Five-year-old Peytan Taylor climbed up and into the lap of her grandfather and hugged him close. She smiled and reached for his phone.
“She loves taking selfies,” Danny Transfiguracion said.
Peytan put her face next to his and clicked away, smiling at the camera.
“You are the most beautiful thing in the world,” Transfiguracion whispered. He kissed her cheek.
Peytan climbed down and returned to her chair to finish her math assignment. It’s her favorite class.
“She has ballet tonight, too,” said her grandmother, Sherry Transfiguracion.
Peytan likes to paint, especially butterflies, and loves to play with her younger brother, especially outside. She enjoys learning, cooking and watching “Jessie” on Disney Channel.
She also has a small pink box that is filled with containers of colored liquids. Earlier, Peytan had showed it to a reporter.
“This is my vitamin,” she said, picking up a small tube. “This is the orange one that doesn’t make me feel good.”
“But it helps get rid of my stomachache.”
Peytan has taken medicine through a tube just above her belly button three times a day since she was 18 months old. She also gets a steroid shot daily and has to take an extra dose of her medication every 12 hours. She has cystinosis, a rare genetic metabolic disease that causes an amino acid, cystine, to accumulate in various organs of the body, including the eyes, liver, muscles, and especially the kidneys, according to cystinosis.org.
On Sunday, Peytan’s family will host a painting party at the Hilton Garden Inn at Virginia Beach’s Town Center to raise awareness and money for cystinosis research. It’s called “Paint for Peytan.” For $45, participants get easels, smocks, canvases, paint brushes, paint and a master art instructor. For every ticket, $15 will go to the Cystinosis Research Network.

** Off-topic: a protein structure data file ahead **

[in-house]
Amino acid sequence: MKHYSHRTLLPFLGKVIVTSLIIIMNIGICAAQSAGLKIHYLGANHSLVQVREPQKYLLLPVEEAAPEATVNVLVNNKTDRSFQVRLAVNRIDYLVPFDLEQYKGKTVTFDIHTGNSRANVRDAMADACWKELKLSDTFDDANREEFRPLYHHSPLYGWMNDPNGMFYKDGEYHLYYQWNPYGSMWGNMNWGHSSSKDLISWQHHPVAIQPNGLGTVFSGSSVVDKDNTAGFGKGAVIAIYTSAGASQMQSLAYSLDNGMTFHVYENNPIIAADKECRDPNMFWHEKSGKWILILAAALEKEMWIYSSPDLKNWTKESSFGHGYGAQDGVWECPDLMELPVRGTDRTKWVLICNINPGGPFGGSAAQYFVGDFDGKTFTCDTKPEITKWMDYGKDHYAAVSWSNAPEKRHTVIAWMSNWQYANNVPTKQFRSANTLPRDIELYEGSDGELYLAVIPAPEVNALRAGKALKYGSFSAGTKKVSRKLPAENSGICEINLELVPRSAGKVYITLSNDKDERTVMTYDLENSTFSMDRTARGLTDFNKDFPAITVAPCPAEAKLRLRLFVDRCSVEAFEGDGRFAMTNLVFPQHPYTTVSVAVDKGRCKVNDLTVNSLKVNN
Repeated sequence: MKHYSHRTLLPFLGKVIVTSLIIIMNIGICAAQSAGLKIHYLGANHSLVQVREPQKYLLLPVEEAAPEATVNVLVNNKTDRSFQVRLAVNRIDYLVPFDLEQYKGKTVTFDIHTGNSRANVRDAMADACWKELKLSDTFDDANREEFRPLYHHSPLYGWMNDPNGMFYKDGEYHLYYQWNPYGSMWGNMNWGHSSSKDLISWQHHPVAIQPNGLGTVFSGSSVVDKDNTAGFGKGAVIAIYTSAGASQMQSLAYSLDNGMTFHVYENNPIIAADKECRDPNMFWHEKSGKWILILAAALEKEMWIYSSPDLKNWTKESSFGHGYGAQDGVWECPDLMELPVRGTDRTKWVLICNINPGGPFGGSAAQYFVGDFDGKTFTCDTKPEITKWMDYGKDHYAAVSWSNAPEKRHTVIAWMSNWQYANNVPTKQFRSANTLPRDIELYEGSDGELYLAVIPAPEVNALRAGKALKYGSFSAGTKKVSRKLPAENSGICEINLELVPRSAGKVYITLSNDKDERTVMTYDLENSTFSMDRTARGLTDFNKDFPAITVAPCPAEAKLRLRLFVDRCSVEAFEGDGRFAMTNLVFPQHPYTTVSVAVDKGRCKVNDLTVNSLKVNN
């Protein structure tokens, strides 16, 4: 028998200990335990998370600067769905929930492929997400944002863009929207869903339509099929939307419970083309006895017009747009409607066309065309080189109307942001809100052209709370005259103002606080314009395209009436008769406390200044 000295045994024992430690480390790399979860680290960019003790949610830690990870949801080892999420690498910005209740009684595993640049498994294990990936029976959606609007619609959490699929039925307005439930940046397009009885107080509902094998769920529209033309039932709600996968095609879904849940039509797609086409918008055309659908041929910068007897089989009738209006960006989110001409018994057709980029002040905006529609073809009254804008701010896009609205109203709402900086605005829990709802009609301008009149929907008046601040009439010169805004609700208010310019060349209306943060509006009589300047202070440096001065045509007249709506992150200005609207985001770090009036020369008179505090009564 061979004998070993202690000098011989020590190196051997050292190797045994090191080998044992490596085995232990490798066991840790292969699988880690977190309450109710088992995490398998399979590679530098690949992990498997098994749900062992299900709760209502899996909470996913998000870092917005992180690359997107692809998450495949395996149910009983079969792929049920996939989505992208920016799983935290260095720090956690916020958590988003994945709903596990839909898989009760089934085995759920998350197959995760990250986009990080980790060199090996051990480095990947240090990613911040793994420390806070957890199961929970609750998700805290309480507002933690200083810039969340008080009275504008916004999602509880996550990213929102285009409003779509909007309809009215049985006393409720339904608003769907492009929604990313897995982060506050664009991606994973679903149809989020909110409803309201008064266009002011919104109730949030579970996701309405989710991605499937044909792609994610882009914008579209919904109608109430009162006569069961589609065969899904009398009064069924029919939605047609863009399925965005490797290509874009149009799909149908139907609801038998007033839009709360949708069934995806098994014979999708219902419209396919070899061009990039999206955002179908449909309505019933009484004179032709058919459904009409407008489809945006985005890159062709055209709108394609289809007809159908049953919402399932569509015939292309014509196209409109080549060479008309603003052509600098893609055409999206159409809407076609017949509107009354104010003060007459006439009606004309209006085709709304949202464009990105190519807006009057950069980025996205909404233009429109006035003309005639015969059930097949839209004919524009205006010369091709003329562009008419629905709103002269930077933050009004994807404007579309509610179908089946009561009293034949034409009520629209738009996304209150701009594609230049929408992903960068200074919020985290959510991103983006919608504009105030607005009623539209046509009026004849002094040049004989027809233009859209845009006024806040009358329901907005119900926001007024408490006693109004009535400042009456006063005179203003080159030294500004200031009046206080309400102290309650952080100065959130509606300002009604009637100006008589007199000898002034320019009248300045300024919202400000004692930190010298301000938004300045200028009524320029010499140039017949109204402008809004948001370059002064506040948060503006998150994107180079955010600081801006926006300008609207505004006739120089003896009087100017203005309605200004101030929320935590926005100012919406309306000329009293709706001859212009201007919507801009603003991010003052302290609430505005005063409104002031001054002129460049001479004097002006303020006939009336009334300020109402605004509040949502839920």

As of Thursday, more than 40 people had signed up, and a few spots remained, said Sherry Transfiguracion. More information is on the event’s Facebook page. People can also donate in Peytan’s name through cystinosis.org.
The Transfiguracions, who watch Peytan while her mother is at work, marvel at the strength of Peytan’s parents, Channing and Jamie Taylor, of Chesapeake.
“She won’t give up,” Danny Transfiguracion said. “She will test the doctors, the nurses, the technicians. She will test them, because she’s with her everyday, so she knows. She makes things happen for her daughter, and her dad is equally as strong, so I’m proud of both of them.”
Peytan, a kindergartner at Greenbrier Primary School in Chesapeake, has a strength all her own. She has been to the hospital eight to ten times this year. She has to take eye drops every hour she is awake to prevent cystine crystals from building up in her eyes. Without the drops, the crystals could cause her to go blind.
All of the medication often upsets Peytan’s stomach, causing her to throw up multiple times a week. When her potassium and calcium levels drop she can suffer from severe cramping and spasms in her muscles, causing them to lock up. She is often tender all over from the disease, because her bones are softer than other children, her grandmother said.
“Really, she’s taught us more than we’ve taught her,” Sherry Transfiguracion said. “When I was diagnosed with diabetes a year ago, she taught me how to do the needles, how to be strong, how to be brave, as she said it, with taking all my medicine, taking all my shots. We would do it together — she would do hers I would do mine.”
She paused and, with a glimpse of tears in her eyes, smiled at Peytan.
“’Cause you’re my hero,” she told her granddaughter.